The thing about being in leadership is so much is done behind the scenes and is so sensitive, that it's probably not wise to just come out and rail on issues/people like Barbara Lee/Grivalja/Woolsley can do from their place in the progressive caucus. That makes Pelosi appear less progressive as well. I also wouldn't expect the speaker of the house to get personally involved in municipal issues in their district, but I'm cynical.

And this is coming from someone who has never been a fan of hers.

Posted by Guest on May. 07, 2010 @ 3:16 pm

First, this is the Bay Area, it's ridiculous to say that you don't want Steny Hoyer. A much better analogy is why does Berkeley/Oakland have a really cool congresswoman in Barbara Lee, or the more conservative Marin have the very progressive Lynn Woolsey, when San Francisco is stuck with the corporate hack Nancy Pelosi?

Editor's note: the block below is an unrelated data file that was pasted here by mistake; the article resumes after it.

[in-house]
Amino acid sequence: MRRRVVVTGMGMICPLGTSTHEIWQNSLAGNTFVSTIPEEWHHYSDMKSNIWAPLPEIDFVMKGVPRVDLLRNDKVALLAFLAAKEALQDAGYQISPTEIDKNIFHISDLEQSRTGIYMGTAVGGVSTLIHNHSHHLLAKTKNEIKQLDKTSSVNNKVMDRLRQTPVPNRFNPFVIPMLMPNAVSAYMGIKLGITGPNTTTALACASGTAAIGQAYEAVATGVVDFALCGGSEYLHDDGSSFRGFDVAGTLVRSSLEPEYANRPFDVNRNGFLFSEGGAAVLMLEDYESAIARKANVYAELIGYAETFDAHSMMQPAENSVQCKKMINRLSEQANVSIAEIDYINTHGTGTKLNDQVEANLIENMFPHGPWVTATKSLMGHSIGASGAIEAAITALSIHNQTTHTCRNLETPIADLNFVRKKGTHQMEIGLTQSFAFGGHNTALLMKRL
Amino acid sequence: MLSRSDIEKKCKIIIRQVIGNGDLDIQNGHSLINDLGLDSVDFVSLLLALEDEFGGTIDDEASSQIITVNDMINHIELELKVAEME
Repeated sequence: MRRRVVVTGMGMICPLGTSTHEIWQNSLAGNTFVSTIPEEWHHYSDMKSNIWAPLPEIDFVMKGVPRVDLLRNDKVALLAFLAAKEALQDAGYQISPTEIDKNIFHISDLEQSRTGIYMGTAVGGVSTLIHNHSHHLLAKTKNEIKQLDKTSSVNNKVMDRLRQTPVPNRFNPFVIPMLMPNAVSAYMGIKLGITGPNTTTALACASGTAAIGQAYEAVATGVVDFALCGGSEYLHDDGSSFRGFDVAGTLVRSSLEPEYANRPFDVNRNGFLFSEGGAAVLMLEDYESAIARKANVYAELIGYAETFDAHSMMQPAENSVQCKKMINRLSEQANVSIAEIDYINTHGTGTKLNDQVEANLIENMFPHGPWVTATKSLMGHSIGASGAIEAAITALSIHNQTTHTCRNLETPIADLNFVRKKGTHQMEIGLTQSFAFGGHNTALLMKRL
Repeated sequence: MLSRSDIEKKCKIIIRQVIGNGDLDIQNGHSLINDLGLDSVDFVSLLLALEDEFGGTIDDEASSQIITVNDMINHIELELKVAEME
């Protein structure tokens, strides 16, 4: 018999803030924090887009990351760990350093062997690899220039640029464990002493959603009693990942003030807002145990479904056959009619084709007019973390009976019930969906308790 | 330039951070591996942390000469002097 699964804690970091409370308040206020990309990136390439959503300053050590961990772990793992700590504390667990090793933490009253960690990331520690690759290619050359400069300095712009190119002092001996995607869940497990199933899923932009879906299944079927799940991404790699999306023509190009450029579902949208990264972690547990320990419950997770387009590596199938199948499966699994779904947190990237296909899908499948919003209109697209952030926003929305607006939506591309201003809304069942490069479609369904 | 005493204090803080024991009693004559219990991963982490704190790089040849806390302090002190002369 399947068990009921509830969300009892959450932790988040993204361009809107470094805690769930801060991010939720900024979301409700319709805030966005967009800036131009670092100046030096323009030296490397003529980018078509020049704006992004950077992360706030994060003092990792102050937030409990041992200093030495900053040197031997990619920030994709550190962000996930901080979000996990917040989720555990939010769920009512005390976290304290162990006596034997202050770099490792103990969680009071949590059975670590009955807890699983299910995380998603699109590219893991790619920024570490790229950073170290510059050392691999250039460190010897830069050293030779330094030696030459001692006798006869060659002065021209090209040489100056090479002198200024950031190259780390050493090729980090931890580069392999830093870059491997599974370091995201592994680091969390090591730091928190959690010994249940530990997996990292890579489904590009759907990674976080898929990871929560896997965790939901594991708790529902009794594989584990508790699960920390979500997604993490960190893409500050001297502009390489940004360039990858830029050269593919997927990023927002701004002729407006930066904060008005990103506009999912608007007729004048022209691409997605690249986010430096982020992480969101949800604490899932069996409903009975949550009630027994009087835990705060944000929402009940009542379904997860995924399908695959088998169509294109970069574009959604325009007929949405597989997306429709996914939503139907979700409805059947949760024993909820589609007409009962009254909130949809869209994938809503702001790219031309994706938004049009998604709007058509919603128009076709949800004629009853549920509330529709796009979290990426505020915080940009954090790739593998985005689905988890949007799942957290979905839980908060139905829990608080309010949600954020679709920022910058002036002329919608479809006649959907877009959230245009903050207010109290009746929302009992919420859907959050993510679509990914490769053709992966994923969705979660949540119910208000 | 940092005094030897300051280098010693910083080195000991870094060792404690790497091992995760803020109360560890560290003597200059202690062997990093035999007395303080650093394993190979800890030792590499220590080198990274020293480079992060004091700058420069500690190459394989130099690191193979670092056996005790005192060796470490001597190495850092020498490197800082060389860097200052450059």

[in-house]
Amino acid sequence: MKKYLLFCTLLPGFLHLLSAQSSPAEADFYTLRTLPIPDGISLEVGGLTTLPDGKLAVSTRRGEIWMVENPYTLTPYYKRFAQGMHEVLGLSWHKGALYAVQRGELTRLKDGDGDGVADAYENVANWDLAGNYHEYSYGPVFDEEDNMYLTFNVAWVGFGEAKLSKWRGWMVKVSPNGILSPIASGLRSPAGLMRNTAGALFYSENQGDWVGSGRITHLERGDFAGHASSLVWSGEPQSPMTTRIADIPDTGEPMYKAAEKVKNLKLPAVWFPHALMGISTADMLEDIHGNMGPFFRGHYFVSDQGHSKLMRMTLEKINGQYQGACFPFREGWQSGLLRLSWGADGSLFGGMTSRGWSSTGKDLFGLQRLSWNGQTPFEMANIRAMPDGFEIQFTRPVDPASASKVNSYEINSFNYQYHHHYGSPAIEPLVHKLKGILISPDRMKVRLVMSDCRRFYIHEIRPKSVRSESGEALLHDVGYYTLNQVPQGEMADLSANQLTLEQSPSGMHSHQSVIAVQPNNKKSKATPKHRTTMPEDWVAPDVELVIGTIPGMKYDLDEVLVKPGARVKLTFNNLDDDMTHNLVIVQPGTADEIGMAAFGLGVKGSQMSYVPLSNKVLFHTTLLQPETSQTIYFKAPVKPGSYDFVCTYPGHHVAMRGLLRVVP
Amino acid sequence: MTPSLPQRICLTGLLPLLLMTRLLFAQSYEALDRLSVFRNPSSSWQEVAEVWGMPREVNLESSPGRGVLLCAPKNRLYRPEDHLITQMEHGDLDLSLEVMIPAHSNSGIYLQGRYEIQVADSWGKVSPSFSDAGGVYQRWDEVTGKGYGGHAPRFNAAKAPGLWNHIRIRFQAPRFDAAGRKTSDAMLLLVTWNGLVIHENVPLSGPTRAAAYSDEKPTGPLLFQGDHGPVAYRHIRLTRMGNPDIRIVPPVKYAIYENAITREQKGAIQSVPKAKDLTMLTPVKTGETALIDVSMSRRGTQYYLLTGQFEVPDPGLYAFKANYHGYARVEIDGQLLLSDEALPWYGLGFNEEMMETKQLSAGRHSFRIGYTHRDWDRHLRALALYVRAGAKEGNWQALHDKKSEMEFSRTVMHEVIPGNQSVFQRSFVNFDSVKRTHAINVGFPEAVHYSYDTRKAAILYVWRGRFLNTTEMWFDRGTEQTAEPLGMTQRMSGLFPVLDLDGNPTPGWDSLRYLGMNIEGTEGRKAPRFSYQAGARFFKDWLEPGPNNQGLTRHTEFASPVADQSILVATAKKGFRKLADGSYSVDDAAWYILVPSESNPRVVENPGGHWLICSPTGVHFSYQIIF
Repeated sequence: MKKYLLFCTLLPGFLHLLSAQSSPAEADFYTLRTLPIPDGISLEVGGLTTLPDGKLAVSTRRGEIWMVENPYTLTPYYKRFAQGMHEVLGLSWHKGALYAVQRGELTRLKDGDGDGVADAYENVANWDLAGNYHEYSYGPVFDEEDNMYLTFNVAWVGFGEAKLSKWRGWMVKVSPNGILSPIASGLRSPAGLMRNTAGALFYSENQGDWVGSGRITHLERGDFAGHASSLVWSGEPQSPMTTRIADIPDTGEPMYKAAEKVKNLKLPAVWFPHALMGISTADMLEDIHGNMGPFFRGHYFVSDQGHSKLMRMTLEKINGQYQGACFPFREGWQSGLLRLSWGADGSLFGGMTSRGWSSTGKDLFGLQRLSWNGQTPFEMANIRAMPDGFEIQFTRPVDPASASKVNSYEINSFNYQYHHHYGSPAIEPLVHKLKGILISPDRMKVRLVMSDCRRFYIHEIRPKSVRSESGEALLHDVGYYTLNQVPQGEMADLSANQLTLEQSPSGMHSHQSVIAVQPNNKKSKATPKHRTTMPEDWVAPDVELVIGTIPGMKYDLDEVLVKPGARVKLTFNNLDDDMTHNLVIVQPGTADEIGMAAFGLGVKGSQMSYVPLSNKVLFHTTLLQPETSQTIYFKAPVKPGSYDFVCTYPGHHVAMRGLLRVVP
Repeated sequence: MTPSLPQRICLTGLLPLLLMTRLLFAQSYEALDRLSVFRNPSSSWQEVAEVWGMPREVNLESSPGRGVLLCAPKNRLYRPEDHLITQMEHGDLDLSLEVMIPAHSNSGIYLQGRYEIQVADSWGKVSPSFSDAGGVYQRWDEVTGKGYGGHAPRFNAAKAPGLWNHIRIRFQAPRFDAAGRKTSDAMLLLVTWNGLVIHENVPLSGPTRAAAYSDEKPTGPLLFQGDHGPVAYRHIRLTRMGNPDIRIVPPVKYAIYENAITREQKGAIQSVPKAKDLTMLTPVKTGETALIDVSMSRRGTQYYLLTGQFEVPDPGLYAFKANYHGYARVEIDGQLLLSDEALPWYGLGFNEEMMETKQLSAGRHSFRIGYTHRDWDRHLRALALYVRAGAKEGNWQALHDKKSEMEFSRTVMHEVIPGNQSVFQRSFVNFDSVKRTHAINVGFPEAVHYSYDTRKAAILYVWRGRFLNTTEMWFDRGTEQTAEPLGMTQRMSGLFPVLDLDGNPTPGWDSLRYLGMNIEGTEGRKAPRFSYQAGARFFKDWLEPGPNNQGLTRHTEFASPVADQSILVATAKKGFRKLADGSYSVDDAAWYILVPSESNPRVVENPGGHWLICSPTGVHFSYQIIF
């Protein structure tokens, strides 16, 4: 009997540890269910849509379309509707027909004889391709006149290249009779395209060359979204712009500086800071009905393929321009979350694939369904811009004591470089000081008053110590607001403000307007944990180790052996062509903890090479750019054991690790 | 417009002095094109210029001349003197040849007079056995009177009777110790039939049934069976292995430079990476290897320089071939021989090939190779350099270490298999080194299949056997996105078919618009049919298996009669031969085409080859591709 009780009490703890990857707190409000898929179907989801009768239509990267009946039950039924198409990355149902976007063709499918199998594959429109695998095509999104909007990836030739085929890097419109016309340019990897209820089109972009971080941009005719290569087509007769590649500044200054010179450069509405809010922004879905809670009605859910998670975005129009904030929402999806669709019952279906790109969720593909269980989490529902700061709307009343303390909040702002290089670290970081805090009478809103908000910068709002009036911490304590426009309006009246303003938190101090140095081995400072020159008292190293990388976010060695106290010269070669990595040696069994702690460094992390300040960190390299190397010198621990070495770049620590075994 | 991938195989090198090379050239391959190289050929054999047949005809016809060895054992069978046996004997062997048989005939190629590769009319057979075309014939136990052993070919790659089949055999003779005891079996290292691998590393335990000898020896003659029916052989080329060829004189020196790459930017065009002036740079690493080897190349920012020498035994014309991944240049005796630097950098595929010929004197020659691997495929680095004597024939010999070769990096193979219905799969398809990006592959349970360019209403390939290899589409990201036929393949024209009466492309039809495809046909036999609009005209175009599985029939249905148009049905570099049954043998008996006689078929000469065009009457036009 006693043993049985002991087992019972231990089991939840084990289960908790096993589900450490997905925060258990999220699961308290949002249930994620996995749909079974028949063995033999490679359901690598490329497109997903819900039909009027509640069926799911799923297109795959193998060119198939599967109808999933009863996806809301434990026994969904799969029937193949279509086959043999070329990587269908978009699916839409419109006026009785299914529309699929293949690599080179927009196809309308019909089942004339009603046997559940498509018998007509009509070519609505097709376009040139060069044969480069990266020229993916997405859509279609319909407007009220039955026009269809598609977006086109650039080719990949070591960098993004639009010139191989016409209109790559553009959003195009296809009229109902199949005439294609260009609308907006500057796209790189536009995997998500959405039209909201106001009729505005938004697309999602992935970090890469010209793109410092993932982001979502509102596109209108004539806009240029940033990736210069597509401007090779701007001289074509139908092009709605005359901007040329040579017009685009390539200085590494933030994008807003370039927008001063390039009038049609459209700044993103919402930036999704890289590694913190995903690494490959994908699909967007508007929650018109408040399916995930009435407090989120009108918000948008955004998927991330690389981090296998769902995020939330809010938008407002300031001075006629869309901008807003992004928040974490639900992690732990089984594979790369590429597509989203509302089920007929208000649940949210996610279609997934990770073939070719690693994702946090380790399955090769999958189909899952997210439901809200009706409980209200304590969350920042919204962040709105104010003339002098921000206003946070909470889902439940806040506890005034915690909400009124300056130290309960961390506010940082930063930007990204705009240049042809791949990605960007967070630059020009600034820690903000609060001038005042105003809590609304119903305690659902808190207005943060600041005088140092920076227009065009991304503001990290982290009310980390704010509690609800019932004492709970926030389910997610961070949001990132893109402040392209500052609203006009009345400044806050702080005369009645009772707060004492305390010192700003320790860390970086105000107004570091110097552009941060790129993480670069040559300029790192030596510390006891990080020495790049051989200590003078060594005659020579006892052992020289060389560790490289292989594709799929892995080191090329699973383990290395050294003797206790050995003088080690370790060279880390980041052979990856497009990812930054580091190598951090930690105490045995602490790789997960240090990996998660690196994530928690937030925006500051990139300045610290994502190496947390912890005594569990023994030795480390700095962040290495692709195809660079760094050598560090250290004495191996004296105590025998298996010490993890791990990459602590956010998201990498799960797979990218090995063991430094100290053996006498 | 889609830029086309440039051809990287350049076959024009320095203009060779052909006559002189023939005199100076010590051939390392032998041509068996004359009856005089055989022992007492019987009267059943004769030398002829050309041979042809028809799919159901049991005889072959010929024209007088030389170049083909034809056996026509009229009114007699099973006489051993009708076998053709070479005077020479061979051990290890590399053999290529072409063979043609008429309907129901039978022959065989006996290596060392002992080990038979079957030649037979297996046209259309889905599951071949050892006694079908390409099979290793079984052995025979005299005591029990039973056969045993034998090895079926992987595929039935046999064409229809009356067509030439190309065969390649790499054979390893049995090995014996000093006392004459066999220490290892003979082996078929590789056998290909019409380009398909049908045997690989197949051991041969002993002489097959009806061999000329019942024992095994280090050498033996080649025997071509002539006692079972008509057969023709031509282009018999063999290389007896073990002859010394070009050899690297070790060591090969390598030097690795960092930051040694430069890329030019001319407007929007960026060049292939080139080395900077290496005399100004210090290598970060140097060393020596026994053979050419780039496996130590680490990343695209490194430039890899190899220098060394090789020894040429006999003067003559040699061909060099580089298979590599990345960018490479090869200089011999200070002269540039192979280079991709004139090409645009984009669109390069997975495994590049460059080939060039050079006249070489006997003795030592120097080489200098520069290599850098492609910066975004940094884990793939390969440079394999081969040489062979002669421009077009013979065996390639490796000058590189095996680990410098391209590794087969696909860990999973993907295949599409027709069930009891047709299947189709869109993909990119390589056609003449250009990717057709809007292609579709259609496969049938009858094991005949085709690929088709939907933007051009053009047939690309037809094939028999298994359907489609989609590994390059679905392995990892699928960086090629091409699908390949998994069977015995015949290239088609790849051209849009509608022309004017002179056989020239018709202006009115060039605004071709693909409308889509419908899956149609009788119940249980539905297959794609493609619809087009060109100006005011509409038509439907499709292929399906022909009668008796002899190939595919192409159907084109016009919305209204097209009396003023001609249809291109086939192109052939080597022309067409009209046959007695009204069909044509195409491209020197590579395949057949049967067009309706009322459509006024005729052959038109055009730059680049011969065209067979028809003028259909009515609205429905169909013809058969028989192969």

And it's a lie to say that Pelosi's public positions are because she's the Speaker of the House. She has always been a corporate hack, way before she was elected Speaker.

Posted by Jeff Hoffman on May. 08, 2010 @ 10:04 am

Do you want a leader in the progressive caucus (Lee) or the Speaker of the House of Representatives?

Do you want a liberal yet relatively insignificant player (Woolsey) or do you want the single most influential person in Congress?

It's clear you prefer the first choices. Most San Franciscans do not. You're in the minority. You know what happens to the minority, right?

Posted by generic on May. 08, 2010 @ 1:26 pm

So, you prefer to "win," regardless of the fact that you've sold out everything you had supposedly been fighting for? Or are you just not progressive in the first place?